French Migrations to Acadia:An Old Lifestyle in a New Setting
Author(s): Birgitta Wallace
According to David Anthony (1990), the first stages of all long-distance migrations follow a leapfrogging pattern. Merchants, trappers, mercenaries and craft specialists create an “island” form of settlement in suitable locations separated by large stretches of land. The early French habitations reflected such a leapfrogging, exploratory settlement pattern, indicative of their exploitive and competitive nature. Settlements consisted of habitations in widely scattered coastal locations. Their primary economic basis was the fur trade coupled with the fishery. Owned and operated by members of the French aristocracy, the habitations were sponsored by cartels which maintained close ties with the French court. Competition between individual habitation owners resulted in conflict, each habitation being fortified and armed against the others. The lecture will focus on two 17th-century habitations excavated by Parks Canada at St. Peters and Annapolis Royal in Nova Scotia. Instead of the family-based settlement pattern fostered by the British in New England, the habitations contained a transitory work and defensive force involving chiefly of work-age males.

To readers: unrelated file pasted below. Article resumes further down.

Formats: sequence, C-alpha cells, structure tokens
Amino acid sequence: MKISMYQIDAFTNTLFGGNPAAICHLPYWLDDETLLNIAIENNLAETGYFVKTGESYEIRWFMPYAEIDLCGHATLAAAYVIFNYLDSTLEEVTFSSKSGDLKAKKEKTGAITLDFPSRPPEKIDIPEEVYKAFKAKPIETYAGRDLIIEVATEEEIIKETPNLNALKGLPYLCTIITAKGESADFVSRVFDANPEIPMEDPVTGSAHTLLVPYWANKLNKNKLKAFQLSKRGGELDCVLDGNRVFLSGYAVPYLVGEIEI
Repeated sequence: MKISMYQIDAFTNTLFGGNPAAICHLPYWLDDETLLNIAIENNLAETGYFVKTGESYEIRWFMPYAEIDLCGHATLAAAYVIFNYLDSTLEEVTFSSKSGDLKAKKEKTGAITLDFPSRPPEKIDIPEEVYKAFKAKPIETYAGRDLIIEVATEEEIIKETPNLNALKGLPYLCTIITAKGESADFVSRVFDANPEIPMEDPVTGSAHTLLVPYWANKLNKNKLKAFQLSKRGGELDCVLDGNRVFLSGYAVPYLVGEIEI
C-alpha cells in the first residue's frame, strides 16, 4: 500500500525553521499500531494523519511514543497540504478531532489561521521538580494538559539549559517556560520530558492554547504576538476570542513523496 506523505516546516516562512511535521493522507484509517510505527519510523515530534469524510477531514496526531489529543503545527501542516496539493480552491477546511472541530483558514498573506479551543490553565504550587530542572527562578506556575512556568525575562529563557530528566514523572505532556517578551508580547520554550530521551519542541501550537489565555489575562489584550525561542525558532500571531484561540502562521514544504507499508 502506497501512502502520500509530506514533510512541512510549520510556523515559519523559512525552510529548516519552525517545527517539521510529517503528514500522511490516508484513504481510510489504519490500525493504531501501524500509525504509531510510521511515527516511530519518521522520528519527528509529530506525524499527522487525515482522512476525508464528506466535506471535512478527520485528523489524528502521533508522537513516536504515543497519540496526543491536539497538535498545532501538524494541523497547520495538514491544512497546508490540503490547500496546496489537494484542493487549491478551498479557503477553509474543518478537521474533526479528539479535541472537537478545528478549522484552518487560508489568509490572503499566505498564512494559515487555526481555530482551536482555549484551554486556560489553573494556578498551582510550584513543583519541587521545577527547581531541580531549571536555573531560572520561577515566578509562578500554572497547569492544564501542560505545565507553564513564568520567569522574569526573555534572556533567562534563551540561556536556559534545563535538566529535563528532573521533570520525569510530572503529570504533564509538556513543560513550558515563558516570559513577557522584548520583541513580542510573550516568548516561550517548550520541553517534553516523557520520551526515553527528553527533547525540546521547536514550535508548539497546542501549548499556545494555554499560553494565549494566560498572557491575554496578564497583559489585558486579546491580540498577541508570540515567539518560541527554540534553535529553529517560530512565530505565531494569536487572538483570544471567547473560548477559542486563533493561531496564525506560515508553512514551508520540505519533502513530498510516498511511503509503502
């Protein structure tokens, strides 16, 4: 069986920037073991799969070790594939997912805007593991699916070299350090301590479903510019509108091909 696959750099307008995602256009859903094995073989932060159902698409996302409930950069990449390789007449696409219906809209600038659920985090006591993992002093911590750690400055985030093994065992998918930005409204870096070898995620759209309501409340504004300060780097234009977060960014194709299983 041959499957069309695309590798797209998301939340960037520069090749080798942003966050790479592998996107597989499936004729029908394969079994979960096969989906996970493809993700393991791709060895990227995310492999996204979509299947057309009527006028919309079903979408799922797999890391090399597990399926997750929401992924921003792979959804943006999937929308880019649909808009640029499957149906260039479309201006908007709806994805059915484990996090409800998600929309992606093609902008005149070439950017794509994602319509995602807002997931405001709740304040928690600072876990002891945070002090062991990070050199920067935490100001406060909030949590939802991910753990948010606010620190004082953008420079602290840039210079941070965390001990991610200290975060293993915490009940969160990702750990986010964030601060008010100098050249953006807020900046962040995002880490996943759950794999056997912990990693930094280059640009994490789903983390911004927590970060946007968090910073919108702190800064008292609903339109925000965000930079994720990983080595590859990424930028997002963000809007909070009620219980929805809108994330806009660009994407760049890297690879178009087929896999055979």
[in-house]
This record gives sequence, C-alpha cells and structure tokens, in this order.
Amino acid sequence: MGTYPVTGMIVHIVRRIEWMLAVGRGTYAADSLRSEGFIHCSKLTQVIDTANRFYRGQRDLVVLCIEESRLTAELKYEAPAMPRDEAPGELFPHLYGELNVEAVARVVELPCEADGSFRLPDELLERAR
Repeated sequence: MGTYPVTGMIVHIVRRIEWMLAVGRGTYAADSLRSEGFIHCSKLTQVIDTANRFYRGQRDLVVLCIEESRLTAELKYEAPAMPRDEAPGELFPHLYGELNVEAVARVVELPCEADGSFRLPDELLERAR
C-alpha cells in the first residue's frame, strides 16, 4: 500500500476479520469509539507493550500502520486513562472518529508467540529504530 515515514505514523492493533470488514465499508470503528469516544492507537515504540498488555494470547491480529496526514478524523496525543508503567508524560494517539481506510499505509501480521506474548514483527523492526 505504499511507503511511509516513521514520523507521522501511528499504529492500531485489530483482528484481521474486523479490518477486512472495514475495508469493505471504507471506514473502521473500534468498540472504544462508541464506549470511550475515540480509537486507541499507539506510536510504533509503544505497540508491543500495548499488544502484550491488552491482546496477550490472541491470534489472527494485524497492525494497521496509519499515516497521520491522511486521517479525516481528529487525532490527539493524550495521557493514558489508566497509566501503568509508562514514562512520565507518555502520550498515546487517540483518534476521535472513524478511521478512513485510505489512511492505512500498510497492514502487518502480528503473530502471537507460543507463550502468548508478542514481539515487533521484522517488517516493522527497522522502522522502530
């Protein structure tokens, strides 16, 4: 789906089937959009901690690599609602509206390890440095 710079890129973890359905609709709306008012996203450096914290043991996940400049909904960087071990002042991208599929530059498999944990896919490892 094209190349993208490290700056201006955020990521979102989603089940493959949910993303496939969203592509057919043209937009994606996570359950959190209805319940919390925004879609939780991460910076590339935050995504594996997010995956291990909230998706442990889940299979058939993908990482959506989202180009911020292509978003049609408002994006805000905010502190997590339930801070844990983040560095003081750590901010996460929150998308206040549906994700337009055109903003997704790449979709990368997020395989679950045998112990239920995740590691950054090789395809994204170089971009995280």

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French Migrations to Acadia:An Old Lifestyle in a New Setting. Birgitta Wallace. Presented at Society for Historical Archaeology, Quebec City, Quebec, Canada. 2014 ( tDAR id: 437032)